Apries (Wahibre of the twenty-sixth dynasty towards the end of the Third Intermediate Period) is described by Herodotus as being “more blessed than any other king except the founder of his family, Psammeticus I”. However, it all went horribly wrong when he allegedly tempted fate by stating that only a god could bring his rule to an end.
When Apries launched an attack against Cyrene he was heavily defeated and his subjects held him responsible for the loss of so many Egyptian lives. To his dismay, the returning army and the friends and family of those who had died rose up against him. He sent Amasis (Ahmose II Khenemibre) to calm them down, but instead they crowned Amasis Pharaoh and marched with him against Apries.
Apries sent his messenger Patarbemis to summon Amasis to explain his betrayal, but Amasis told the messenger that he planned to kill his former master and seize the throne. The unfortunate Patarbemis returned alone and his report drove Apries into such a rage that he cut off the messenger’s ears and nose! On seeing this act of barbarism, those who had until then remained loyal promptly abandoned him. The king then sent mercenaries against his people, but there were too few of them and they were too weak to take on the Egyptians and were soundly beaten. Apries was disgraced and Amasis became Pharaoh of Egypt.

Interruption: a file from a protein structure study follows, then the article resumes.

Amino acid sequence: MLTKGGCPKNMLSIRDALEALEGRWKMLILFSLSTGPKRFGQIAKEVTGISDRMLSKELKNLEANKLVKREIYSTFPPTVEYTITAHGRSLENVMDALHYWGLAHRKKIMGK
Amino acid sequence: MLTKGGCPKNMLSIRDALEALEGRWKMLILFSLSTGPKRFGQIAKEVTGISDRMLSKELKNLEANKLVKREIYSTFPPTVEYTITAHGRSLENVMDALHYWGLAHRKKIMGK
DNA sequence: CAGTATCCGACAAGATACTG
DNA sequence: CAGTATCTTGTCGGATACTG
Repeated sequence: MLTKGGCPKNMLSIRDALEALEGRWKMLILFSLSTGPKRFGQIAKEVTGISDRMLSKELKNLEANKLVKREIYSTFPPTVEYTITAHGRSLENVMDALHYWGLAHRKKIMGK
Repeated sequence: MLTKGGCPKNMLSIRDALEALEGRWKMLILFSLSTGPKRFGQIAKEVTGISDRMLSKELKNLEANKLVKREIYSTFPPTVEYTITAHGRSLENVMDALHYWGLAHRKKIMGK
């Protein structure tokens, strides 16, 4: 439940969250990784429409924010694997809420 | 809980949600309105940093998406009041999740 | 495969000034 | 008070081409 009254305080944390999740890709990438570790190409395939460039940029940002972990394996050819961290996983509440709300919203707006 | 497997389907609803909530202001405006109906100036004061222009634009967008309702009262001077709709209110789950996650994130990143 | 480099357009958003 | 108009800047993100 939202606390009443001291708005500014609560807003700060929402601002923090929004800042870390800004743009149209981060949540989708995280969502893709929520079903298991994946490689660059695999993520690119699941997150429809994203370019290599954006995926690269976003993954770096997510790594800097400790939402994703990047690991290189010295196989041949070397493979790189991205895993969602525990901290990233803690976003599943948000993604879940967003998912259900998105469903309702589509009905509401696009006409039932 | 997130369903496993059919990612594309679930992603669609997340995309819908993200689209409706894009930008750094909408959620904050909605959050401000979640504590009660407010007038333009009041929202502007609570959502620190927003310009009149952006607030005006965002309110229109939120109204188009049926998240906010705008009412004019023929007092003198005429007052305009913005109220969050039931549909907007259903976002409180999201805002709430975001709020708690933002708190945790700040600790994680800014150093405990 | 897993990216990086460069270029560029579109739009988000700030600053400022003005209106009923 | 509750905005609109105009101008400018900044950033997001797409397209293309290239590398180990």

While elements of the story may be fanciful, much of it is supported by other sources. Apries sent a force to Libya to aid them against Dorian Greek invaders and returned to a civil revolt. The revolt was led by Amasis, who was victorious and was crowned pharaoh. He had Apries buried with full pharonic honours in Sais.
Copyright J Hill 2010